A OS X software program that I have used for years to recover erased files is Data Rescue II that I originally bought in 2007. Even though I can still run Data Rescue II under El Capitan 10.11, the fact that many ‘vintage’ programs no longer work motivated me to evaluate my options with regard to the developer’s latest release called Data Rescue One.
While Data Rescue II is activated in a conventional manner by running the program from the startup drive’s Applications folder, Data Rescue One takes a different approach by integrating the recovery software onto a bootable 16GB USB stick or external (500GB or 1TB) hard drive. The latter approach eliminates the old requirement under Data Rescue II to set aside free disk space on the boot or external drive before initiating the data recovery process.
When I was researching Data Rescue One, I came up with a short list of questions to assist me in the decision-making process:
1. What is the likelihood that the Data Rescue II software that I currently use won’t be supported in an upcoming release of Mac OS X?
2. Is the software mission-critical for my home or business?
3. Do I have access to an alternative program if Data Rescue II stops working?
4. If I choose to upgrade, which Data Rescue One should I order?
If you’re running Mac software that was developed nearly a decade ago, my thought is that you’re playing a non-lethal form of Russian roulette with regard to its long-term viability. It may continue to run with each new operating system that Apple releases, but there’s certainly no guarantee. For instance, consider the iPhone: If you’re using an iPhone 4 (which is only 5 years old), you’re stuck running iOS 7, rather than iOS 8 or 9.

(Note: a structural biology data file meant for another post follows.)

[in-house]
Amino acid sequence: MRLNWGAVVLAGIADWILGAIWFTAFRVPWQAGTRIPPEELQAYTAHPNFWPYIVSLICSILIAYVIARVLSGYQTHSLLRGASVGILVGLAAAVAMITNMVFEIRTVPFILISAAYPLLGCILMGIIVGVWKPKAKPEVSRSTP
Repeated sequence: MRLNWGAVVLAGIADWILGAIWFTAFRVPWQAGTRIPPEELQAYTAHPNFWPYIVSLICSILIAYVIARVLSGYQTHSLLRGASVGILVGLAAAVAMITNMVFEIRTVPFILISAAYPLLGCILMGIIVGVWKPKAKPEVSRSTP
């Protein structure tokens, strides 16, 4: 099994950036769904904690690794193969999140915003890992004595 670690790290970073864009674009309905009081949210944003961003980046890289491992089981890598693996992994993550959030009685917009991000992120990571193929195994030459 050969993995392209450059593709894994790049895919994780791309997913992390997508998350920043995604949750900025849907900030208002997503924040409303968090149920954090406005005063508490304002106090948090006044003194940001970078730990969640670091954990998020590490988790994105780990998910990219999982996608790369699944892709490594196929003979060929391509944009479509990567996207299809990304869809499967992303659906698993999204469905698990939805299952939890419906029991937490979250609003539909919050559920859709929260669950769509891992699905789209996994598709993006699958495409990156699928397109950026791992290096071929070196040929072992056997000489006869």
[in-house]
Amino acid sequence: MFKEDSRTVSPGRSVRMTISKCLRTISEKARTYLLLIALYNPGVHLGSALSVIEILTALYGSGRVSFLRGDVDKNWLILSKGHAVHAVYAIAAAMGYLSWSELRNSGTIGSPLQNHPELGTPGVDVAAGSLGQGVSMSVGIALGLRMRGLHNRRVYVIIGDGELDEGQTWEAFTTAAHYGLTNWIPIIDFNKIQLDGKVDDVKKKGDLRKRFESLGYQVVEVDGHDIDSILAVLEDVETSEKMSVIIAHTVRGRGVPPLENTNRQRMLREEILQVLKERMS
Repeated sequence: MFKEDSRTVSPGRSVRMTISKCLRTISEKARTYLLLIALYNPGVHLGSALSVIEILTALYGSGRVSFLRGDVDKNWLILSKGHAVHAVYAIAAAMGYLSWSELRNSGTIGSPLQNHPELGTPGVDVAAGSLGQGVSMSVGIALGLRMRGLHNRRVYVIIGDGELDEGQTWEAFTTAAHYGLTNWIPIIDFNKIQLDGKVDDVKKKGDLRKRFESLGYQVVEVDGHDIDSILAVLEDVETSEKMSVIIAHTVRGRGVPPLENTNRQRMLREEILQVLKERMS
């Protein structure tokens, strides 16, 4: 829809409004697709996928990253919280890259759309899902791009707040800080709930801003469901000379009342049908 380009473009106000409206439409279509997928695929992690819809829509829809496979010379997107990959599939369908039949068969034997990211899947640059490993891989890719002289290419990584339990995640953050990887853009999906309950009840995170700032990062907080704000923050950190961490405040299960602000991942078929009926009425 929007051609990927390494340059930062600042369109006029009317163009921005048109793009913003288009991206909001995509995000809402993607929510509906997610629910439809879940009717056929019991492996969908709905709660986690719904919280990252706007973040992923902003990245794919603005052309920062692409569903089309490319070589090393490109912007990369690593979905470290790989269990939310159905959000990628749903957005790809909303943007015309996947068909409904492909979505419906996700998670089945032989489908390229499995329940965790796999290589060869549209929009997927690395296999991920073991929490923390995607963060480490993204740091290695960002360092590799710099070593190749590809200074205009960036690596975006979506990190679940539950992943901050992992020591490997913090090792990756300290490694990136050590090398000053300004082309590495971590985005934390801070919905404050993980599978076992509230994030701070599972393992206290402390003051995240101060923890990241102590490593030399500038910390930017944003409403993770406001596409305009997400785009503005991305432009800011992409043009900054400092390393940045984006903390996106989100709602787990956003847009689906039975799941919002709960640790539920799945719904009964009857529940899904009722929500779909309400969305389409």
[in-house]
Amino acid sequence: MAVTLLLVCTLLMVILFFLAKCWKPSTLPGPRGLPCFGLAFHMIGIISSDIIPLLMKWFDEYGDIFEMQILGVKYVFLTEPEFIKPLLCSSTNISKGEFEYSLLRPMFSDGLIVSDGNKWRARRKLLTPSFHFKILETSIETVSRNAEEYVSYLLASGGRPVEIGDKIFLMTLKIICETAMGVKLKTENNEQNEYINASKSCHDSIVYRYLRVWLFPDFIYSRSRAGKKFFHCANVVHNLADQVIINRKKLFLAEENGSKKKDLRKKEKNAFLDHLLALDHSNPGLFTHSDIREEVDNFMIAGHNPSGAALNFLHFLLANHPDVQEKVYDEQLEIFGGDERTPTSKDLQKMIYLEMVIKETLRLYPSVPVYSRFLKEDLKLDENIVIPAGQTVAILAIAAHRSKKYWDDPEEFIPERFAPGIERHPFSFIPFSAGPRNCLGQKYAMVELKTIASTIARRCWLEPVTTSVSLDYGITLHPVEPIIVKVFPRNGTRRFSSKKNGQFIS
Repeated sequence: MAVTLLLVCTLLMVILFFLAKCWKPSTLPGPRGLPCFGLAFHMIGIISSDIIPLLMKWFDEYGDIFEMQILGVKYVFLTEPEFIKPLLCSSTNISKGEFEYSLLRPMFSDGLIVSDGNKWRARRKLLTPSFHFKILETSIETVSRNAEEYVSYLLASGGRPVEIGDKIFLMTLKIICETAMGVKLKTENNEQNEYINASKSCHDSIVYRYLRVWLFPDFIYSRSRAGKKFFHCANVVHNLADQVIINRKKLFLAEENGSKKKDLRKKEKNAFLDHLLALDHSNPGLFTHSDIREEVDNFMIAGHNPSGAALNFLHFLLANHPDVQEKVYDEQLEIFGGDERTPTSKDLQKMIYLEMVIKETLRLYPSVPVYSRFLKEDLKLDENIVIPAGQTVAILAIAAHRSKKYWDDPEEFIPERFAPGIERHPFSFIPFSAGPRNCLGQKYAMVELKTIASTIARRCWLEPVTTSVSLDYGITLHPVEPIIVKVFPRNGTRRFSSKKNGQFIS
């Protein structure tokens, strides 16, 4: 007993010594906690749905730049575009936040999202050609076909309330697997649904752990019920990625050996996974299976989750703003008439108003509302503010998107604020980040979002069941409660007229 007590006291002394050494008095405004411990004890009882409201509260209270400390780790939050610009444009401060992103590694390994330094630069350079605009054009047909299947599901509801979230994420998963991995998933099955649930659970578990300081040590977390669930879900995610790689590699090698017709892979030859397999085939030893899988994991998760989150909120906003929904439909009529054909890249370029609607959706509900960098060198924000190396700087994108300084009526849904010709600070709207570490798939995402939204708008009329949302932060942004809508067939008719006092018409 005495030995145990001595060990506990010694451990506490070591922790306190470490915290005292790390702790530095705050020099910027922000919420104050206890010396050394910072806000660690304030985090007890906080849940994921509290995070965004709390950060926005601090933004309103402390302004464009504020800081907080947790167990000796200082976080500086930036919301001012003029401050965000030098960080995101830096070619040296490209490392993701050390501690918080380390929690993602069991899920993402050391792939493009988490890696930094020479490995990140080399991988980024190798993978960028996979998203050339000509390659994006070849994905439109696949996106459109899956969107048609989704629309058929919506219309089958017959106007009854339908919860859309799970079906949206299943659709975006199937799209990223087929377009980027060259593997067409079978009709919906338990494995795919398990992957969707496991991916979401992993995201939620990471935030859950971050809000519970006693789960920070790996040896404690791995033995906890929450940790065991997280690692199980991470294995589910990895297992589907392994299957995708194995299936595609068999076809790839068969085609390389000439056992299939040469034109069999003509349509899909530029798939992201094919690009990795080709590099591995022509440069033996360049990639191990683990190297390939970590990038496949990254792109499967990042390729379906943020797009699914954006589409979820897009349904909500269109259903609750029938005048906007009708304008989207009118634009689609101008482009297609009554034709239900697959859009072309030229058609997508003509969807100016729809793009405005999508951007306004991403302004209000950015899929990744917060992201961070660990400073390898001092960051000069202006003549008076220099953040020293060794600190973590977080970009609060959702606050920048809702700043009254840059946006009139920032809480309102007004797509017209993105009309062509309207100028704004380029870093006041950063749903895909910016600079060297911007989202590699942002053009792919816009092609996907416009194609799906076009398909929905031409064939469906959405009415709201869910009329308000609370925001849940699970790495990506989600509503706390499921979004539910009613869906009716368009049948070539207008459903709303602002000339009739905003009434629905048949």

I have a massive collection of irreplaceable photos, videos, and audio files that require more than 450 gigabytes of storage space. While I’ve tested numerous data recovery programs, none are as robust or reliable as Data Rescue and most are designed to run under Windows.
Given the amount of data that I manage personally, I didn’t order the USB stick, which would be a useful device to take on field assignments. In making my selection, I wanted a recovery system that would suffice as my storage needs increase over time, so I opted for the standard 1TB model which costs only $30 more ($179) than the 500GB system. As a rule, I refer data recovery jobs that I get from clients to other computer consultants, so I decided to save $240 by passing on the Pro model, which has no limit as to the amount of data that can be recovered.
Data Rescue One can be purchased from the product manufacturer, Prosoft Engineering, or from resellers like Amazon. The recovery system recognizes both Mac (HFS+) and Windows (FAT/NTFS) drives and requires Mac OS X 10.7.5 or higher to operate.
Models / Retail Price
16GB USB 3.0 Drive $59
500GB Hard Drive $149
1TB Hard Drive $179
1TB Pro Hard Drive $419 (Free upgrades for a year)